Wednesday, 21 June 2017 14:02 PM BST
The first televised Championships

There are many reasons to reflect on The Championships of 1937. Eighty years on, it is an appropriate time to recall that this was a year when British entries in the gentlemen’s singles outnumbered overseas entries for the last time, when Donald Budge became the first man ever to win the gentlemen’s singles, gentlemen’s doubles and mixed doubles in the same year, and when Dorothy Round became the last Briton for 24 years to win the ladies’ singles title. 

Yet of all the reasons why The Championships of 1937 were historically significant, perhaps the most important is the fact that it was the first year that the world’s most famous tennis tournament was televised. The BBC had broadcast The Championships on radio for the first time 10 years earlier, but in 1937 the corporation’s fledgling television service started live coverage of matches. It was a great technological breakthrough, though doubts as to whether it would work consistently meant that the coverage was not even listed in the “Radio Times”.

It seemed at the time that few were aware of the huge significance of the televising of The Championships, perhaps because not many people in the country had televisions. Lieutenant-Colonel Duncan Macauley, the assistant referee and a later secretary of the All England Club, devoted just one short paragraph to the TV coverage in his book, “Behind the Scenes at Wimbledon”, saying it was “interesting to note that 1937 was the first year in which there was any television at Wimbledon”. However, he also added: “It started in a purely experimental way and later grew to vast proportions, enabling millions of people to see the tennis who might otherwise have been debarred from so doing.”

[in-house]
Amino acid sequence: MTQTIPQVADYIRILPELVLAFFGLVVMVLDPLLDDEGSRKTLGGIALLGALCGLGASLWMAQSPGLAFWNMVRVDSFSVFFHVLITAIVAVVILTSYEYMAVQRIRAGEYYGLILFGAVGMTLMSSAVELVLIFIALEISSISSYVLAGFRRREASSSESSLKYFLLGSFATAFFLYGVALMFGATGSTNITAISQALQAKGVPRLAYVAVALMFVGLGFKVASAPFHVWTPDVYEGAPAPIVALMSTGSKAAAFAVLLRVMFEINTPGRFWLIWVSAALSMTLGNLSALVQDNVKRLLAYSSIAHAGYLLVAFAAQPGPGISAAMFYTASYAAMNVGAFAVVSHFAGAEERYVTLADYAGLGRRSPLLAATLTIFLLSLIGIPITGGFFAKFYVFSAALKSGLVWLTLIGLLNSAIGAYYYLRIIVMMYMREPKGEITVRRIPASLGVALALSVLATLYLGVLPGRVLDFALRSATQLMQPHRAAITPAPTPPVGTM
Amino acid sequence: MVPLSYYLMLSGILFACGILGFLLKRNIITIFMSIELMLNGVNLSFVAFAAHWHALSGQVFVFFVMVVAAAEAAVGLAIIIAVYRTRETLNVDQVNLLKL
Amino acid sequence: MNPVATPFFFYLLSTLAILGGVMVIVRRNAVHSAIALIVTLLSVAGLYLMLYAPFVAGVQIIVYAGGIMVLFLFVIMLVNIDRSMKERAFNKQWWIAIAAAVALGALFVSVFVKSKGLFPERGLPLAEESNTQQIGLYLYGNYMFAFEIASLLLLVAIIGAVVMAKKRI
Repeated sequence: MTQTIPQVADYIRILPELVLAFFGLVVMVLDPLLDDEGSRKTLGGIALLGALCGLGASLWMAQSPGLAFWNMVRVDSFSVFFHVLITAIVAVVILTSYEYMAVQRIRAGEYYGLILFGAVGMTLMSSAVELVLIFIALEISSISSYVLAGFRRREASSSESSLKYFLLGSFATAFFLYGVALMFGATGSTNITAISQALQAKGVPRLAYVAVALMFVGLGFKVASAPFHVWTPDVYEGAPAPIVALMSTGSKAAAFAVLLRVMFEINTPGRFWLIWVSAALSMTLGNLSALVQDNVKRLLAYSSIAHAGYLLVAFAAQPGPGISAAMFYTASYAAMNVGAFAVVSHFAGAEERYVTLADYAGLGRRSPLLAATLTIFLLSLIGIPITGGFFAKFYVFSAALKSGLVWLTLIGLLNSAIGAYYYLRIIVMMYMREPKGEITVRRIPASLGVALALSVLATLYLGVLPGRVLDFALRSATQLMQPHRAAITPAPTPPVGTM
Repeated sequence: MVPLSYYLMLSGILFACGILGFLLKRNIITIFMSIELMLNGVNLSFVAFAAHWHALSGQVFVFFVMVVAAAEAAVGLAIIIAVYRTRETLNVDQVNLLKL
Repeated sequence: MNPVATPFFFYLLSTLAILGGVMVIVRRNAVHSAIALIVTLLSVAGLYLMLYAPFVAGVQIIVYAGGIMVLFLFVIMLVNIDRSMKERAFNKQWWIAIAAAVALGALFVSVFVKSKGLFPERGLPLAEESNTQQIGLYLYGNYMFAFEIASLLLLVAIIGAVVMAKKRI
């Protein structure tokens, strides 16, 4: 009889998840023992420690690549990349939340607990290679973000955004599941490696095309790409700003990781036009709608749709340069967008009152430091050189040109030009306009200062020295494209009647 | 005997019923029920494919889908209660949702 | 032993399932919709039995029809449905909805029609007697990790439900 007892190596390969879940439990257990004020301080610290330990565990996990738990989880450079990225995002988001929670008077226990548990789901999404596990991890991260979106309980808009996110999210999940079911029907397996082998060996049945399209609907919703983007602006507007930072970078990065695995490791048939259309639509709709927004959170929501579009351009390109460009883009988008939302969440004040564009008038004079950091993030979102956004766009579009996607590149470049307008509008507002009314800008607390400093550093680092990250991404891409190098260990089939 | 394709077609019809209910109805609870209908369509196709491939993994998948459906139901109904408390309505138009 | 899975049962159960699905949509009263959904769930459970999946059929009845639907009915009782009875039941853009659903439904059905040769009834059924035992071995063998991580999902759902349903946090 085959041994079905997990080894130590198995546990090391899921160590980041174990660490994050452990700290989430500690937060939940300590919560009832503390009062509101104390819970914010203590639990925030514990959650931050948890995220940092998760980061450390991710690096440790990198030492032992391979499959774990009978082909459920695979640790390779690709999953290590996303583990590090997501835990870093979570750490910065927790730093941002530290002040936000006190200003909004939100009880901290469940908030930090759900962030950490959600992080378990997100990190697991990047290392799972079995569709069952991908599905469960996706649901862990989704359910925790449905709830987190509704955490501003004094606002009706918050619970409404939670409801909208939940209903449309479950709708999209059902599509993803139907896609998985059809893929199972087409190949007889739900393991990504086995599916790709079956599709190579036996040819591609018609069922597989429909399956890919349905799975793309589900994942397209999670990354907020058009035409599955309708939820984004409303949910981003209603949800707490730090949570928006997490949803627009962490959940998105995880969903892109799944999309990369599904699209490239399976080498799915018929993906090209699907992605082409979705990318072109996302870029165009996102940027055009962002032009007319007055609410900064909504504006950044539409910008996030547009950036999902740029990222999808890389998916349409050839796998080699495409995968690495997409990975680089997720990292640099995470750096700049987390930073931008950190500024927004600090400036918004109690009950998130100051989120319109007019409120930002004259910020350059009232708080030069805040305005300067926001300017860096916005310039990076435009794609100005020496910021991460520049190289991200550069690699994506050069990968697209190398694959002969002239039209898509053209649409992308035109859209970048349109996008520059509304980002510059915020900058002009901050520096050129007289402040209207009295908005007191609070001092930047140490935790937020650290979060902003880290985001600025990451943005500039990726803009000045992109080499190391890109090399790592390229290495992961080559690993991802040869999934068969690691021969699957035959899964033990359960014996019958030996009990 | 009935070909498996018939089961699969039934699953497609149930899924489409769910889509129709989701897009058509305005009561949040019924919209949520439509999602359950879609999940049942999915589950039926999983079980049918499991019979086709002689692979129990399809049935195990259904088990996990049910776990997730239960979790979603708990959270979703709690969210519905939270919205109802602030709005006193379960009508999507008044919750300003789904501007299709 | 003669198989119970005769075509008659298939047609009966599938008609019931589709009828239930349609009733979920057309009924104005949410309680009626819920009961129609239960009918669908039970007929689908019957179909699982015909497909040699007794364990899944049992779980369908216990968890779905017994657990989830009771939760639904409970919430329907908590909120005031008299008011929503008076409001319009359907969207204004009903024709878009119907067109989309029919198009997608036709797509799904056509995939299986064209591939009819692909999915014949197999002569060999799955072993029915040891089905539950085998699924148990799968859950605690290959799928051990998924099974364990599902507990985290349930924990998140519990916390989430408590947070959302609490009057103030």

Interest in The Championships was high in the late 1930s. Between 1910 and 1933 there had been no British winner of the gentlemen’s singles, but Fred Perry’s hat-trick of victories between 1934 and 1936 had reignited home interest. It was fitting that the first televised match involved the best British player of the time following Perry’s decision to turn professional. Henry “Bunny” Austin had played in the 1932 final, losing to Ellsworth Vines, and would reach the final again in 1938, this time losing to Budge. He would be the last British finalist in the gentlemen’s singles until Andy Murray 74 years later.

In 1937 Austin was the only Briton among the eight seeds. George Lyttleton Rogers was his first round opponent in the first match to be televised and their encounter must have provided quite a spectacle for the TV cameras. Rogers, a 6ft 6in Irishman, was the tallest player of his day and his huge serve clearly troubled Austin in the early stages before the Briton won 3-6, 8-6, 6-1, 6-2. Austin dropped only one more set en route to the semi-finals, in which Gottfried Von Cramm beat him 8-6, 6-3, 12-14, 6-1.

Austin was one of 65 home players in the 128-strong draw for the gentlemen’s singles that year. Although the proportion of overseas players had generally been growing each year, the number of British men in 1937 was actually an increase of 13 from the previous year, making it the first time since 1932 – and the last time ever - that the home contingent outnumbered the visitors. One of the major reasons for this was a new regulation allowing late withdrawals, usually by overseas players, to be replaced by “lucky losers” from the final round of qualifying.